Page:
http://freedomofmind.com/Info/docs/fraserport.pdf

by: Mike from: California
September 03, 2012 1:31 PM
In desperate times, some people will latch-on to a messionic cult firgure. There are many cases of this here in the U.S. I won't name them for fear of being censored or hurting someone's feelings, which is so important these days. But with a little thought we can identify them. Some of their followers run for national office. Some build "compounds" and collect young women "followers." P.T. Barnam would be impressed!

by: Jerry Frey from: USA
September 03, 2012 7:35 AM
Another phony messiah bites the dust. Get some historical facts you nay be unfamiliar with about the real One.

Featured Videos

Your JavaScript is turned off or you have an old version of Adobe's Flash Player. Get the latest Flash player.
Iran Nuclear Pact Wins Few New US Congressional Backersi
X
Michael Bowman
July 26, 2015 8:44 PM
Later this week, President Barack Obama returns from a trip to Africa to confront a U.S. Congress roiled by the nuclear accord with Iran, an agreement that has received the blessing of the U.N. Security Council. Days of intensive lobbying and testimony by top administration officials have won few new congressional supporters of the pact. VOA’s Michael Bowman reports.
Video

Video Iran Nuclear Pact Wins Few New US Congressional Backers

Later this week, President Barack Obama returns from a trip to Africa to confront a U.S. Congress roiled by the nuclear accord with Iran, an agreement that has received the blessing of the U.N. Security Council. Days of intensive lobbying and testimony by top administration officials have won few new congressional supporters of the pact. VOA’s Michael Bowman reports.
Video

Video Underground Streetcar Station In Washington, DC, to Become Arts Venue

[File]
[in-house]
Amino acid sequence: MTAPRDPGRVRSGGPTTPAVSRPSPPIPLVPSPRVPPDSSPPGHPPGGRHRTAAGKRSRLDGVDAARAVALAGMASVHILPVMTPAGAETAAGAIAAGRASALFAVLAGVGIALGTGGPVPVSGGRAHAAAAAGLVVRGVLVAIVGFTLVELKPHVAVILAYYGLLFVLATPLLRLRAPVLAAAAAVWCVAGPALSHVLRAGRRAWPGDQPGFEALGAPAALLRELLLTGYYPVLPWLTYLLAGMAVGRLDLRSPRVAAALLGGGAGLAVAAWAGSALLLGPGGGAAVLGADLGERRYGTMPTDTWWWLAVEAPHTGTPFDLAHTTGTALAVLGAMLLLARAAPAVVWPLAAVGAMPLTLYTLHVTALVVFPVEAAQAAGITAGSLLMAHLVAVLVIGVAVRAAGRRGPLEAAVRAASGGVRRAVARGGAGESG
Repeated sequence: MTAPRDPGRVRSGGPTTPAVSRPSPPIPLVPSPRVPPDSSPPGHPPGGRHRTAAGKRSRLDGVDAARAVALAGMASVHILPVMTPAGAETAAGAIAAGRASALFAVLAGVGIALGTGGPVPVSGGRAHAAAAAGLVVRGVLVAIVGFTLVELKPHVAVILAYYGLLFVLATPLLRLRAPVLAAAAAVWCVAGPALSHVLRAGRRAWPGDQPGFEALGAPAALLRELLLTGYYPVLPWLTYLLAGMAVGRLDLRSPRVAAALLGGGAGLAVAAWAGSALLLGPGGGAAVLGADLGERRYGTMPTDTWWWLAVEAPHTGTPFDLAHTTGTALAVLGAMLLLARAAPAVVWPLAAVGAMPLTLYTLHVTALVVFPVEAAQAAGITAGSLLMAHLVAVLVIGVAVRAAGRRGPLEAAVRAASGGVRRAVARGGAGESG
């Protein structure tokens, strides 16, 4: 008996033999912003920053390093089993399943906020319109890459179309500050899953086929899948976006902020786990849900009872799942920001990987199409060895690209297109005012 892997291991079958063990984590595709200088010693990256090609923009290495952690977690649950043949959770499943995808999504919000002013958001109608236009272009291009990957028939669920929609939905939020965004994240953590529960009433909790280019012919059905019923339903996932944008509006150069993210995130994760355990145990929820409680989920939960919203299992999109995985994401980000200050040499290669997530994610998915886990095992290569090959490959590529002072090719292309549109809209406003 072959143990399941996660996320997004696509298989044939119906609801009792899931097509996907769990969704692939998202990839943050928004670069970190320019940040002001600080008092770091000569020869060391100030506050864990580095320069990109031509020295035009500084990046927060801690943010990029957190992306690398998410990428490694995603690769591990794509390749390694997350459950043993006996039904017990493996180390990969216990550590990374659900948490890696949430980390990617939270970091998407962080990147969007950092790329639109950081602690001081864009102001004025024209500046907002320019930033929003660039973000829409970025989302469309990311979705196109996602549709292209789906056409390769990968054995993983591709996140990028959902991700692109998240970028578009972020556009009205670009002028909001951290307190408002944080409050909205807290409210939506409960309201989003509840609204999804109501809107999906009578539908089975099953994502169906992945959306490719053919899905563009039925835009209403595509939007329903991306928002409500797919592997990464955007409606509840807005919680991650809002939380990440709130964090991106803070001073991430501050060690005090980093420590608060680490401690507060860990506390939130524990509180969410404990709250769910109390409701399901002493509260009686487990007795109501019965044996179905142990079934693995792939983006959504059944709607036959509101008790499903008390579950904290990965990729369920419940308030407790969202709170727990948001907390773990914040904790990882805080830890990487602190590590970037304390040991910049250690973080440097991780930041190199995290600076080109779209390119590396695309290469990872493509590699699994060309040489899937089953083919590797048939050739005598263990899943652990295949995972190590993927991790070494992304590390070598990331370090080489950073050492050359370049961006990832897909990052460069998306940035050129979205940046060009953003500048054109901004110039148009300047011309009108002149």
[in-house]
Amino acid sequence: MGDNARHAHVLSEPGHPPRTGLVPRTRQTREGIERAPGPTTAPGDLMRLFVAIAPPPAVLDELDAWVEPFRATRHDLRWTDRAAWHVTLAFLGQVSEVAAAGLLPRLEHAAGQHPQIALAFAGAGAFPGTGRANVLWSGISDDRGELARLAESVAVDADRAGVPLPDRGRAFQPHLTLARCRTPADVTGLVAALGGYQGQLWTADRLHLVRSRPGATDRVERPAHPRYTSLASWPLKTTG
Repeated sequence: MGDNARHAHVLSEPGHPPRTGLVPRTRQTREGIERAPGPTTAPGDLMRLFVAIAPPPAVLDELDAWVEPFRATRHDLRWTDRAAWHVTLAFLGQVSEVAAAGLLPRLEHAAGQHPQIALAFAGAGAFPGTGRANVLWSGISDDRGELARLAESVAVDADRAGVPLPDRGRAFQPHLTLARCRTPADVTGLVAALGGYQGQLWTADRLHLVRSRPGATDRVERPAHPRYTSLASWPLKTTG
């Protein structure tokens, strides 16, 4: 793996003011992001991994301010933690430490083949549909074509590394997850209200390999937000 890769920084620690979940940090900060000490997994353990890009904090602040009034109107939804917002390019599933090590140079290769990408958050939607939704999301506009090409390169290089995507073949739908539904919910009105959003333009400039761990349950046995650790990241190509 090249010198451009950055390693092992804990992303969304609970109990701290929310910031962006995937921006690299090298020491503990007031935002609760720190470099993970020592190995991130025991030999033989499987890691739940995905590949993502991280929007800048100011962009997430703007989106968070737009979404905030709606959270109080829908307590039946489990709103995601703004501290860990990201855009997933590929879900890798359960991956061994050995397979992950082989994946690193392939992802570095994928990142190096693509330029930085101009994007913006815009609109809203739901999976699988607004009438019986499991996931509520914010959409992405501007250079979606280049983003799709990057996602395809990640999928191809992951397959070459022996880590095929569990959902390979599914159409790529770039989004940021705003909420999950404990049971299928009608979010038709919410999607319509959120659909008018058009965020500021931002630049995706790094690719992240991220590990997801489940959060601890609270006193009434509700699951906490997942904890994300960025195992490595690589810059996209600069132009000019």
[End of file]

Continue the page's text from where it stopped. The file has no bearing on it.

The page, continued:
Abandoned more than 50 years ago, the underground streetcar station in Washington D.C’s historic DuPont Circle district is about to be reborn. The plan calls for turning the spacious underground platforms - once meant to be a transportation hub, - into a unique space for art exhibitions, presentations, concerts and even a film set. Roman Mamonov has more from beneath the streets of the U.S. capital. Joy Wagner narrates his report.
Video

Video Obama Encourages Kenya to Fix Cultures of Corruption, Discrimination

President Barack Obama bid farewell to Kenya Sunday with a major speech at as stadium outside the capital Nairobi where he called on Kenyans to change the cultures of corruption and discrimination that can hold society back. VOA East Africa Correspondent Gabe Joselow has the story.
Video

Video Europe’s Twin Crises Collide in Greece as Migrant Numbers Soar

Greece has replaced Italy as the main gateway for migrants into Europe, with more than 100,000 arrivals in the first six months of 2015. Many want to move further into Europe and escape Greece’s economic crisis, but they face widespread dangers on the journey overland through the Balkans. VOA's Henry Ridgwell reports.
Video

Video Stink Intensifies as Lebanon’s Trash Crisis Continues

After the closure of a major rubbish dump a week ago, the streets of Beirut are filling up with trash. Having failed to draw up a plan B, politicians are struggling to deal with the problem. John Owens has more for VOA from Beirut.
Video

Video Paris Rolls Out Blueprint to Fight Climate Change

A U.N. climate conference in December aims to produce an ambitious agreement to fight heat-trapping greenhouse gases. But many local governments are not waiting, and have drafted their own climate action plans. That’s the case with Paris — which is getting special attention, since it’s hosting the climate summit. Lisa Bryant takes a look for VOA at the transformation of the French capital into an eco-city.